You could die any minute now, but the chances are you won’t.
Unless some terrible accident, crime or fatal disease snatches your precious life away, it’s likely you are going to reach a ripe old age of 60 or something, and then die (life expectancy in South Africa is estimated at only 51.6).
Ouma turned 90 this year, and she says she thinks about death almost all the time. She isn’t afraid of it, and says she has made peace with its inevitability. It’s like an old friend that patiently waits for her to finish what she’s busy with.
If death was a person, I think it would be a creepy bold man with a glass eye, peg leg and a hook for a hand, sitting in the corner of the bar called life. The orange glow from the candle light would be just pale enough to reveal a charred face with a freakish grin. Kids would fear him and middle-aged men and women would try to avoid him.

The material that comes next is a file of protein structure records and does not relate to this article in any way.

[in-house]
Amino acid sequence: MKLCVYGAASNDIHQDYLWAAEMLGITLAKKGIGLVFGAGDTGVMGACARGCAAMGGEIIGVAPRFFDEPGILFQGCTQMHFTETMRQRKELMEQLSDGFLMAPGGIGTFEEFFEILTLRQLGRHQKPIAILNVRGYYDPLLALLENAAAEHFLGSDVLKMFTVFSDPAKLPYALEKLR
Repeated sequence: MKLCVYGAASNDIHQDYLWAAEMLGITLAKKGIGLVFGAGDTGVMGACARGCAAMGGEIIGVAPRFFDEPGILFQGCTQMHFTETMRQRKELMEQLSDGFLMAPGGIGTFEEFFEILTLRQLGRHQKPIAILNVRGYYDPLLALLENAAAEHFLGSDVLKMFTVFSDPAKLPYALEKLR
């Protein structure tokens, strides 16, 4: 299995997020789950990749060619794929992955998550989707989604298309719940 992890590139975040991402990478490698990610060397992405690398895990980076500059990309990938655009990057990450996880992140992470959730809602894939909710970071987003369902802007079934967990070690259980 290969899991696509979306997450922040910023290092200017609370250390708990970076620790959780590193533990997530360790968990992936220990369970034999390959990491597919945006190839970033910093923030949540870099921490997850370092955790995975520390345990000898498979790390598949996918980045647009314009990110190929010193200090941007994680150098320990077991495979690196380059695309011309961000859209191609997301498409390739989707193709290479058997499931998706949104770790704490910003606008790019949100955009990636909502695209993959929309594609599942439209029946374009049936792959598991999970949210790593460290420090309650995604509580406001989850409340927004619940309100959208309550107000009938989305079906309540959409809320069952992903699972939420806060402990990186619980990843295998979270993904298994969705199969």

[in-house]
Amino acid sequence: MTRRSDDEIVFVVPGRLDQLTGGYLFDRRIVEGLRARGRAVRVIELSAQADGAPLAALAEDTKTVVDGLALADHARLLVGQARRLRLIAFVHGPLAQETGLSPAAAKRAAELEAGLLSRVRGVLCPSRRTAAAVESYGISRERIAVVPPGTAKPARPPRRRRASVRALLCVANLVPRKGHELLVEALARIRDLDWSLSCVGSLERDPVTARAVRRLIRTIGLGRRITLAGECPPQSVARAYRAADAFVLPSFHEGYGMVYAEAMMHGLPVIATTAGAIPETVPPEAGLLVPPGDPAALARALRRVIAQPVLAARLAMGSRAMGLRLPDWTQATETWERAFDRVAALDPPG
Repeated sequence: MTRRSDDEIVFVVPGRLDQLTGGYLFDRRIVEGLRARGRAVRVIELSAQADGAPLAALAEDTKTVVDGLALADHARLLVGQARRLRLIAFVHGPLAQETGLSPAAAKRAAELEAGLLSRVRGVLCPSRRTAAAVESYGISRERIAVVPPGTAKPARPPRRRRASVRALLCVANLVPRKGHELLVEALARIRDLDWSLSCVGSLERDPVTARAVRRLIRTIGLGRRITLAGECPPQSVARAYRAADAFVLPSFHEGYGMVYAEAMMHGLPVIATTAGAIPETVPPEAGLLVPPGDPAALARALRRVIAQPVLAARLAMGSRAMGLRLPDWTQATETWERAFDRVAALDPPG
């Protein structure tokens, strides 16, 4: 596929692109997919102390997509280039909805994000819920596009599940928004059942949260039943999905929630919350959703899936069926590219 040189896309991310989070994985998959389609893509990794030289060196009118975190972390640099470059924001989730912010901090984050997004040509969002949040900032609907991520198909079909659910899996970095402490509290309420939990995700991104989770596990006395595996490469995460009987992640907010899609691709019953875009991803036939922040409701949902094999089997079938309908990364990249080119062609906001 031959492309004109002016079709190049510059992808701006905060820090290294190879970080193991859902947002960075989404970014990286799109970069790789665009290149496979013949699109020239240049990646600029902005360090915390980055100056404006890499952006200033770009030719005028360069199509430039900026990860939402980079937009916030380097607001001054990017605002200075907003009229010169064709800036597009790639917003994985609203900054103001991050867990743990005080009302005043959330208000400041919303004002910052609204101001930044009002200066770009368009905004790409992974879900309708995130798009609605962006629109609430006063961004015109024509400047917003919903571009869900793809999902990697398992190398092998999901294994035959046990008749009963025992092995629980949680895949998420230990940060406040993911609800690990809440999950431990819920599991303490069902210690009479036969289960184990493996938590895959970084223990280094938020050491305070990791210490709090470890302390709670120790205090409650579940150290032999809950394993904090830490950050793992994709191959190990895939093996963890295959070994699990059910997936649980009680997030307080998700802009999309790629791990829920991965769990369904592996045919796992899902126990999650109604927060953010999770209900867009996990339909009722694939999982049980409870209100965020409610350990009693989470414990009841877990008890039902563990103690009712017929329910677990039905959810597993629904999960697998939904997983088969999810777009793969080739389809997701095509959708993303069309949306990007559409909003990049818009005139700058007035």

He’d be a nice guy though, once you get to know him. He’d be a regular who orders dry clean gin and smokes a big old pipe.
Few people would take the time to get to know him and therefore never see what a pleasant guy he is. The waitress would know he is kind and gentle and would preach to the patrons of the restaurant that there is more to him than what meets the eye. His ‘usual’ would be a rasher of deep-fried bacon with two eggs sunny-sides up.
His corner would be situated right next to the toilets, so try as you may you would never be able to sidestep him. One day someone might find a new way of getting to the bathroom, but he’ll still be there. He would always be in that God-forsaken corner. Just waiting to make eye contact with strangers and whisper things at the old and weary who walk by. And he’s actually such a nice guy.